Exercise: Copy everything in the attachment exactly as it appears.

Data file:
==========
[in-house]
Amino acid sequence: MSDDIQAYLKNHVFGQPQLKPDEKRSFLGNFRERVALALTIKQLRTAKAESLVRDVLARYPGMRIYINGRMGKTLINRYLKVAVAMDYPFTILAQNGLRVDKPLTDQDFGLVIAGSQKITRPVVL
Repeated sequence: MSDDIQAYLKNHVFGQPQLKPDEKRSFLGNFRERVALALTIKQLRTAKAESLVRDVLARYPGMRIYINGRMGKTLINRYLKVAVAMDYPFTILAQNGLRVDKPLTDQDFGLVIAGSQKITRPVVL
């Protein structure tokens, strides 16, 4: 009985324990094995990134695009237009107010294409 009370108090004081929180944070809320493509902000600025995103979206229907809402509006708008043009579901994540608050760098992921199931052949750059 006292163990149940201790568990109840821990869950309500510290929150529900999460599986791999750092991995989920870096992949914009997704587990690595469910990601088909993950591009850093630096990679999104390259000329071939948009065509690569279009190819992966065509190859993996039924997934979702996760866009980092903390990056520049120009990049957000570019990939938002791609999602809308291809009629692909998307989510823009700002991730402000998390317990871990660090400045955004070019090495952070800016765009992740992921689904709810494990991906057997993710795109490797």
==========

[in-house]
Amino acid sequence: MSDDIQAYLKNHVFGQPQLKPDEKRSFLGNFRERVALALTIKQLRTAKAESLVRDVLARYPGMRIYINGRMGKTLINRYLKVAVAMDYPFTILAQNGLRVDKPLTDQDFGLVIAGSQKITRPVVL
Repeated sequence: MSDDIQAYLKNHVFGQPQLKPDEKRSFLGNFRERVALALTIKQLRTAKAESLVRDVLARYPGMRIYINGRMGKTLINRYLKVAVAMDYPFTILAQNGLRVDKPLTDQDFGLVIAGSQKITRPVVL
């Protein structure tokens, strides 16, 4: 009985324990094995990134695009237009107010294409 009370108090004081929180944070809320493509902000600025995103979206229907809402509006708008043009579901994540608050760098992921199931052949750059 006292163990149940201790568990109840821990869950309500510290929150529900999460599986791999750092991995989920870096992949914009997704587990690595469910990601088909993950591009850093630096990679999104390259000329071939948009065509690569279009190819992966065509190859993996039924997934979702996760866009980092903390990056520049120009990049957000570019990939938002791609999602809308291809009629692909998307989510823009700002991730402000998390317990871990660090400045955004070019090495952070800016765009992740992921689904709810494990991906057997993710795109490797």